Contextual Associations

The kutiriba is a single-head membranophone of the Mandinka, who are descendants of the Mande peoples of western Africa. The Mandinka now reside primarily in Senegal, The Gambia, and Guinea-Bissau. The kutiriba is one of three drums used almost exclusively in the Mandinka tangtango ensemble (see Tantango Ensemble of the Mandinka from Gambia) to enliven life-cycle rituals and agricultural and recreational events. Unlike for some Mandinka instruments (korakontingo, and balo), there are no caste restrictions on who may play tantango drums. Drumming, however, is restricted only to men; women are disallowed from even touching the instrument due to notions of physical purity.


The kutiriba (lit., big kutiro) is a single-skin open goblet drum hewn from a single log of red mahogany (kembo). The head is made from goatskin (baa) or small bush antelope (minango) that is both pegged and laced to the instrument’s upper body. Five sharply tapered, carved wooden pegs protrude approximately one third of the way down the instrument’s body. The laces serve to snug the head to the body as well as greatly facilitate the tension adjustment of the drumhead. To this end, the laces are woven through vertical slits in the skin (direct lacing) just below the lip of the drum and are tied under each thick peg, acting as tension loops. Normally made from twisted strips of antelope hide the laces on this instrument are, instead, synthetic (perhaps nylon) webbing. Nylon twine is looped several times around the head in two locations providing extra snuggling. Its slender stick beater,carved from a mangrove root due to that materials resilience, tapers to a blunt point at one end and has decorative notches carved near the other end.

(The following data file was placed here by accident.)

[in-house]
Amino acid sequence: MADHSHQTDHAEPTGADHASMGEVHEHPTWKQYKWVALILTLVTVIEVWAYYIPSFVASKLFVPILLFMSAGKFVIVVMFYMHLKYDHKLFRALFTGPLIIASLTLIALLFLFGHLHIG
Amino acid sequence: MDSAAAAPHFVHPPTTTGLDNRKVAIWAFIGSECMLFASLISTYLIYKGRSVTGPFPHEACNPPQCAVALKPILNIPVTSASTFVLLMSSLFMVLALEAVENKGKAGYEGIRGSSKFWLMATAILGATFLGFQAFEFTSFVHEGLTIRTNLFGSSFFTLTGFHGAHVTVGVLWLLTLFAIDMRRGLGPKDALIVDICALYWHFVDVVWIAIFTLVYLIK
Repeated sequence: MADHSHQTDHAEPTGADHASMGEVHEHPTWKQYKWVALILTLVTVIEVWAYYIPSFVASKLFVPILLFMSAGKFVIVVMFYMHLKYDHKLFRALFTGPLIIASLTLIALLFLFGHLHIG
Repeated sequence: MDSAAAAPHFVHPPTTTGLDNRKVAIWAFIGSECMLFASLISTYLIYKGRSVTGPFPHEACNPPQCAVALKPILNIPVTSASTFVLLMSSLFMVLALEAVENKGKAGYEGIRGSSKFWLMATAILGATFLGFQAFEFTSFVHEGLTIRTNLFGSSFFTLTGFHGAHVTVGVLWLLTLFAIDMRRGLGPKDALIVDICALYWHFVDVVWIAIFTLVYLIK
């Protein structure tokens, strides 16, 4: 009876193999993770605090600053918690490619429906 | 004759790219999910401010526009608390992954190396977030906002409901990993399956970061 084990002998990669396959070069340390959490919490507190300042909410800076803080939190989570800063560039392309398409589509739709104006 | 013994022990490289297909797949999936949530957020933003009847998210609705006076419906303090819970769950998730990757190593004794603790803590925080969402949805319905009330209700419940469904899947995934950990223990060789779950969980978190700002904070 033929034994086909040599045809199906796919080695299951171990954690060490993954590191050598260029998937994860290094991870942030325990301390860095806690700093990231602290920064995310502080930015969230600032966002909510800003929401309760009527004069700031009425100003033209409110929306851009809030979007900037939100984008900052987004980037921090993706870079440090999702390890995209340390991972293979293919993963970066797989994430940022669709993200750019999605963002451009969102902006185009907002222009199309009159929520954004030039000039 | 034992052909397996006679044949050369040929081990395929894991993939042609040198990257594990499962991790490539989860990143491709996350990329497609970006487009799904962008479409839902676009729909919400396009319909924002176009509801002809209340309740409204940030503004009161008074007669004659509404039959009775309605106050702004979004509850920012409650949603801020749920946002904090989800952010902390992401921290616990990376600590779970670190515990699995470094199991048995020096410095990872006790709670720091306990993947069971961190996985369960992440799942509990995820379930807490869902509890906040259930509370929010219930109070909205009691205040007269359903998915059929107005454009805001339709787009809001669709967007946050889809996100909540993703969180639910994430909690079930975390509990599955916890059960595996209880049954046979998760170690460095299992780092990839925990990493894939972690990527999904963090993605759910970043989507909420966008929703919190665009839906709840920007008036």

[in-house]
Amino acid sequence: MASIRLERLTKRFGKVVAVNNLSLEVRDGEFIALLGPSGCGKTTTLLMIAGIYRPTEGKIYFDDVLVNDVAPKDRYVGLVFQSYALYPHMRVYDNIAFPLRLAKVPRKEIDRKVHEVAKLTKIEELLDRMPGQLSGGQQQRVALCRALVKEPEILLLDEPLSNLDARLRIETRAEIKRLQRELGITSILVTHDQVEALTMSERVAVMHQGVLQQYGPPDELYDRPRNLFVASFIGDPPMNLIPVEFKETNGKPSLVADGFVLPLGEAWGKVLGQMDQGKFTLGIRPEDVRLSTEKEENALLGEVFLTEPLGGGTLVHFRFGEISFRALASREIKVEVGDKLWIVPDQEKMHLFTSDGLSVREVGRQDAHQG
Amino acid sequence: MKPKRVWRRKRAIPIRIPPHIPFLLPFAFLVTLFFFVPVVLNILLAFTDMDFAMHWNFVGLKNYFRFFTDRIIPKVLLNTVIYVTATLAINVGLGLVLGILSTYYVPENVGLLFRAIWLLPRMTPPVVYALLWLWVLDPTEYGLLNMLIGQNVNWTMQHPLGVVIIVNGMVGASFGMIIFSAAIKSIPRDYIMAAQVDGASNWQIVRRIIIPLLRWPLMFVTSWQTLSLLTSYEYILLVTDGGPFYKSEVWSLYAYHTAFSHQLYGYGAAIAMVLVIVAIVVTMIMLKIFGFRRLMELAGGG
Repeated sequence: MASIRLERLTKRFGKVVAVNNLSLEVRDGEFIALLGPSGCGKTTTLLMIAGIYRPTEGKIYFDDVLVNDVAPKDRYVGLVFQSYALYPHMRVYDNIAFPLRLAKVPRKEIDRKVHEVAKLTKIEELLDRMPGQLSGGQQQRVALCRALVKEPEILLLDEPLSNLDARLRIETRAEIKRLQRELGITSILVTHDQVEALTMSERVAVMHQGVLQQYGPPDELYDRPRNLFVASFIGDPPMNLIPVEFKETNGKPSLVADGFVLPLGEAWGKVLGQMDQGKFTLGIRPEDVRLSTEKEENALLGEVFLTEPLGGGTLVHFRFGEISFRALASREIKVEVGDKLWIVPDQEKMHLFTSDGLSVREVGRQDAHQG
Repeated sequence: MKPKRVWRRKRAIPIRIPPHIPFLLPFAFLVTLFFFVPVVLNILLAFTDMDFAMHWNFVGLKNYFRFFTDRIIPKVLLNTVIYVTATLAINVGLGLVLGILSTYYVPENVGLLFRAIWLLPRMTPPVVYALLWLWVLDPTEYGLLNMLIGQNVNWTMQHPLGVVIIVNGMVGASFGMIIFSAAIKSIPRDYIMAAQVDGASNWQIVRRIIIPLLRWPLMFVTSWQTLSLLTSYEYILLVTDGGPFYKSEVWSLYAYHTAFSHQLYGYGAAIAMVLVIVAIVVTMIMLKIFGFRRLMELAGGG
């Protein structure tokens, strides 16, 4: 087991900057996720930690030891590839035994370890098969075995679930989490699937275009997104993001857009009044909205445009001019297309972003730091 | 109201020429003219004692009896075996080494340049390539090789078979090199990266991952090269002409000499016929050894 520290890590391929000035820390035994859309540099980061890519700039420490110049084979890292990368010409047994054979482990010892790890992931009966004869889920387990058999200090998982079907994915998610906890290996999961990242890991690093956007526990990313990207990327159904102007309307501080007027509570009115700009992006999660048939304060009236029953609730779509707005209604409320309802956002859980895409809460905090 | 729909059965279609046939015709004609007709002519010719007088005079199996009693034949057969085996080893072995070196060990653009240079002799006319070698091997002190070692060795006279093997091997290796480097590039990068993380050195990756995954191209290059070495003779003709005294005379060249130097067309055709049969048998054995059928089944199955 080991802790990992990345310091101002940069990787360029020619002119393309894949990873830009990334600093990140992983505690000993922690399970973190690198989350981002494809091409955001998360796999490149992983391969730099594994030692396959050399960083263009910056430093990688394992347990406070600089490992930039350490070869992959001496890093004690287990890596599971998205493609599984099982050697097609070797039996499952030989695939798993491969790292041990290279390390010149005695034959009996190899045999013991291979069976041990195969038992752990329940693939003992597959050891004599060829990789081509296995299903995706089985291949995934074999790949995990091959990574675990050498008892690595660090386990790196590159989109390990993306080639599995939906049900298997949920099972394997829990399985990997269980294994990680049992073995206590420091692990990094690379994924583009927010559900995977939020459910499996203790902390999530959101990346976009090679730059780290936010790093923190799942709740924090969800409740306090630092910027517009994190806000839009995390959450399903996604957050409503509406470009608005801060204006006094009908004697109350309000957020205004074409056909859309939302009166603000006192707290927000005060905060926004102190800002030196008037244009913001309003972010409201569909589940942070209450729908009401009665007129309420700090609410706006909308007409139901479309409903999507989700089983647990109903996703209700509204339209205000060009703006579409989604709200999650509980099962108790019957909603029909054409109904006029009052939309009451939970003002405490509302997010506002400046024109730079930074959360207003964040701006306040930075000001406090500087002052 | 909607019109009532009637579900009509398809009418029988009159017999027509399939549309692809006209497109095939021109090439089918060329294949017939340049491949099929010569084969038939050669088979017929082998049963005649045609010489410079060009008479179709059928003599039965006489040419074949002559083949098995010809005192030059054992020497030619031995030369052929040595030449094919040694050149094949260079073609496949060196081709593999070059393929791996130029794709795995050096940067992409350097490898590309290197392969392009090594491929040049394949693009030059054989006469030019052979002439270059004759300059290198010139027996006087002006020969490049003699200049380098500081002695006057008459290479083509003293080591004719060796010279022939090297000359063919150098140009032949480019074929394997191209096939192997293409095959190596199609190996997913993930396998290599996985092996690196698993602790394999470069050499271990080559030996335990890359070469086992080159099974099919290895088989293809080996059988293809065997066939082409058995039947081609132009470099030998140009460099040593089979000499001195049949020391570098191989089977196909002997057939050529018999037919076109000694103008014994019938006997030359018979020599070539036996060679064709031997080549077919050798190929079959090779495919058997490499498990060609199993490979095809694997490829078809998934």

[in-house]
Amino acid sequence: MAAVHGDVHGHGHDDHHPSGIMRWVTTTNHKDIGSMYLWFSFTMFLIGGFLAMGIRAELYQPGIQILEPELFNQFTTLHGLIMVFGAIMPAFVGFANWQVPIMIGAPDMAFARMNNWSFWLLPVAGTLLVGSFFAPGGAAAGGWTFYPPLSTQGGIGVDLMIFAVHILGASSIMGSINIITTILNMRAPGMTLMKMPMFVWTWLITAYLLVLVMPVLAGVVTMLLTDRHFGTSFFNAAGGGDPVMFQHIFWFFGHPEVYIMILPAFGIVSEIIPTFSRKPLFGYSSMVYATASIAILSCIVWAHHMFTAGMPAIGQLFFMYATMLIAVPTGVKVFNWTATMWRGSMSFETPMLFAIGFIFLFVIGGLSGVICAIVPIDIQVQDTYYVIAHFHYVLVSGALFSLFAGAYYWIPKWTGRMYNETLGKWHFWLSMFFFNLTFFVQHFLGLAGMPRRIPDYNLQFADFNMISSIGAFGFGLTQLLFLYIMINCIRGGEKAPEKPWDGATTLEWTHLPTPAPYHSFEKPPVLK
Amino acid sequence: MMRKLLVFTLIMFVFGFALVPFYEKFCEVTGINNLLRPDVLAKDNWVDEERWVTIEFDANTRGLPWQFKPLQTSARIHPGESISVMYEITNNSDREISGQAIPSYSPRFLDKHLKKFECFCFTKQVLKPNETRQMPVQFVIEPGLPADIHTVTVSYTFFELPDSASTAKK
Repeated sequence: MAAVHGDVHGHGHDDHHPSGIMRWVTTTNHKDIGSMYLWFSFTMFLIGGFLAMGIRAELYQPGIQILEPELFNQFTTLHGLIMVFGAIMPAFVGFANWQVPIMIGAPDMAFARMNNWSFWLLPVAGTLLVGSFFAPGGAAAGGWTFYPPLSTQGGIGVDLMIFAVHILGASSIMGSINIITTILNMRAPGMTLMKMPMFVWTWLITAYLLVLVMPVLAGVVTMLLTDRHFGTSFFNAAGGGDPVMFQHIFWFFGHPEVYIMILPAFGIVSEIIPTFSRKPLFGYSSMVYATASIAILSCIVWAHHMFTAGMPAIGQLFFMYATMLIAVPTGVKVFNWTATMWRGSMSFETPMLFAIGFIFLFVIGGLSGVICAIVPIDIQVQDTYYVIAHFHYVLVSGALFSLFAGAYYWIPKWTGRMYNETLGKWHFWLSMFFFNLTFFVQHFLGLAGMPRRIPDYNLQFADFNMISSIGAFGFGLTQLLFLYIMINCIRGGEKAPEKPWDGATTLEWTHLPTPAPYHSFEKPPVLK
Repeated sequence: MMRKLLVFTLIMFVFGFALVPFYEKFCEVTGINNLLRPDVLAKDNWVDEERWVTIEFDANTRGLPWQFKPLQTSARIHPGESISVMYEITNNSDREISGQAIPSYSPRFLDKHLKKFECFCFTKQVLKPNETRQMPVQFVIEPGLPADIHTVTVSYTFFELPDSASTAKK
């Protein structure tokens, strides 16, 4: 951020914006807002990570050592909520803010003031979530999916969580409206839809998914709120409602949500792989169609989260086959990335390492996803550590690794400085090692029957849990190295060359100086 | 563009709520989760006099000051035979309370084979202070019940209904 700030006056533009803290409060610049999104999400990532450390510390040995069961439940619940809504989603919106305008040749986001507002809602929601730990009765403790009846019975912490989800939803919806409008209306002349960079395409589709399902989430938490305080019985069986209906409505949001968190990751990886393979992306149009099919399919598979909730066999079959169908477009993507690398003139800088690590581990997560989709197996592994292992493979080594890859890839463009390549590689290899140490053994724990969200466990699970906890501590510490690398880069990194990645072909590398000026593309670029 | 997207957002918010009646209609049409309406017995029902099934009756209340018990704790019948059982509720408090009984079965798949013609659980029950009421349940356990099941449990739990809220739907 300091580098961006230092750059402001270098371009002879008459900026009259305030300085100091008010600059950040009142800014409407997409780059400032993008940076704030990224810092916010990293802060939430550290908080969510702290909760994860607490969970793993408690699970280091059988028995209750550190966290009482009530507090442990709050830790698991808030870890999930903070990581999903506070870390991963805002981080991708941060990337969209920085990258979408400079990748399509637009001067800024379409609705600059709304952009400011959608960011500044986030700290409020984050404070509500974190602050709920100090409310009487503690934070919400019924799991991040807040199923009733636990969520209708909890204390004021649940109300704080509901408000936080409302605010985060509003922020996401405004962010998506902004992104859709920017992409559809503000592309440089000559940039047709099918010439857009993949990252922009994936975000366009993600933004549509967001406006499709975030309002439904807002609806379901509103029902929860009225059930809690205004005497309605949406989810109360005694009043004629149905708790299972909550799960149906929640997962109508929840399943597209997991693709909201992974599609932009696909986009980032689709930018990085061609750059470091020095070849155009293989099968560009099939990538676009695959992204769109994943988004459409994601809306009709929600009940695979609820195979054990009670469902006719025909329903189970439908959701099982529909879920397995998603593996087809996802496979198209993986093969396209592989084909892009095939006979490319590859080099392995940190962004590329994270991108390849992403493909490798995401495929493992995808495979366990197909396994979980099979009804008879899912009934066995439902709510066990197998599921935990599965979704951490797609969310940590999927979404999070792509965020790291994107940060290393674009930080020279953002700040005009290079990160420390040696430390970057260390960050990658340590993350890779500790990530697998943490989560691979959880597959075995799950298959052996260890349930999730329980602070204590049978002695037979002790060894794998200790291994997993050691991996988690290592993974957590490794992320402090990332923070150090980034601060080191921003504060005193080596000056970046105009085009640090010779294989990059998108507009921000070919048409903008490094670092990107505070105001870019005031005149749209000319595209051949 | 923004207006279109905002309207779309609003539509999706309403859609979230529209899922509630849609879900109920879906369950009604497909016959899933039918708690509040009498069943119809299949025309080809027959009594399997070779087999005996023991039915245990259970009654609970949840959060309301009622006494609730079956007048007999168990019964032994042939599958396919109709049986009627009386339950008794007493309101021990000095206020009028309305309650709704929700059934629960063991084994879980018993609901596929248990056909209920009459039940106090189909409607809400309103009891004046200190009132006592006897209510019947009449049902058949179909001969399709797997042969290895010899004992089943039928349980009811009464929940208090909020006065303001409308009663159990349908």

Player - Instrument Interface and Sound Production

One of two accompanying drums in the tantango ensemble, the kutiriba is played by a seated musician with the drum between his thighs. It is struck using an open left-hand and a stick in right-hand. The minimal vocabulary necessary to play the drums consists of two different hand strokes (an open bounced, kun, and damped stroke, ba) and two different stick strokes (a bounce, din, and press da). From these, a collage of sounds may be generated.


For Charry, “there is little historical documentation to support speculation on the age of various Mandinka drums.” And, while drum practices in the region are mentioned in writing as far back 1068, it remains unclear which drums are being described and who is playing them until the written records of the 20th century.

Bibliographic Citations

Charry, Eric. 2000. Mande Music. Chicago: University of Chicago Press.

Knight, Roderic. 1984. "Music in Africa: The Manding Contexts." In Performance Practice: Ethnomusicological Perspectives, ed. Gerard Behague, pp. 53-90. Westport: Greenwood Press.


Instrument Information


Continent: Africa

Region: West Africa

Nation: Gambia

Formation: Mandinka

Classification (Sachs-Von Hornbostel revised by MIMO)

211.26 membranophone--goblet-shaped drum: the body consists of a main section which is either cup shaped or cylindrical, and a slender stem

Design and Playing Features

Category: membranophone

Number of drums comprising instrument: single drum

Shell design: tubular - goblet

Number and function of membranes: one, for sounding

Membrane design: unframed

Membrane attachment: unframed membrane lapped over pegs protruding from shell

Membrane tension control: adjusting depth of pegs in shell

Sounding for membranophone: striking with one hand and one handheld beater

Sound modifiers for membranophone: none


17 in. high 8.5 in. diameter of upper opening 7 in. diameter of lower opening 5 in. diameter at narrowest point

Primary Materials

membrane - mammal skin
cord - synthetic

Entry Author

Gaelyn Hutchinson